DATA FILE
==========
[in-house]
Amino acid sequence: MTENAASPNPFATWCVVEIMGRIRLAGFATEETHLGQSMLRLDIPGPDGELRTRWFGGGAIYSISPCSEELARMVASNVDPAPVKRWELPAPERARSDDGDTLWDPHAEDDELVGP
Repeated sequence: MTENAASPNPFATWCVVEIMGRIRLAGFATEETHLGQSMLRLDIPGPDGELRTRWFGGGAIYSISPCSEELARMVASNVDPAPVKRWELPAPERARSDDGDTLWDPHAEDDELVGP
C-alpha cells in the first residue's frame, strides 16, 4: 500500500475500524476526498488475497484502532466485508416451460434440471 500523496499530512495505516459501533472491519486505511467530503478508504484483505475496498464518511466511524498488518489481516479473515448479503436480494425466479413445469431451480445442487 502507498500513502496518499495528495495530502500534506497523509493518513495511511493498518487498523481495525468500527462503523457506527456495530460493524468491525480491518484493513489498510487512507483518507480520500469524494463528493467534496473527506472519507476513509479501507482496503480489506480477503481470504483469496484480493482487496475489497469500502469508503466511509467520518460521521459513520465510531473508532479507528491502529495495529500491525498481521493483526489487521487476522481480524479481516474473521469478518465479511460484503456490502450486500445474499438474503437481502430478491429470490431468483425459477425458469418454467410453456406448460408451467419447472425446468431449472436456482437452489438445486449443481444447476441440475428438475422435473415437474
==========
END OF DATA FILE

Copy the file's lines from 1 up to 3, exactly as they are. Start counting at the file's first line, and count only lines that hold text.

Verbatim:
[in-house]
Amino acid sequence: MTENAASPNPFATWCVVEIMGRIRLAGFATEETHLGQSMLRLDIPGPDGELRTRWFGGGAIYSISPCSEELARMVASNVDPAPVKRWELPAPERARSDDGDTLWDPHAEDDELVGP
Repeated sequence: MTENAASPNPFATWCVVEIMGRIRLAGFATEETHLGQSMLRLDIPGPDGELRTRWFGGGAIYSISPCSEELARMVASNVDPAPVKRWELPAPERARSDDGDTLWDPHAEDDELVGP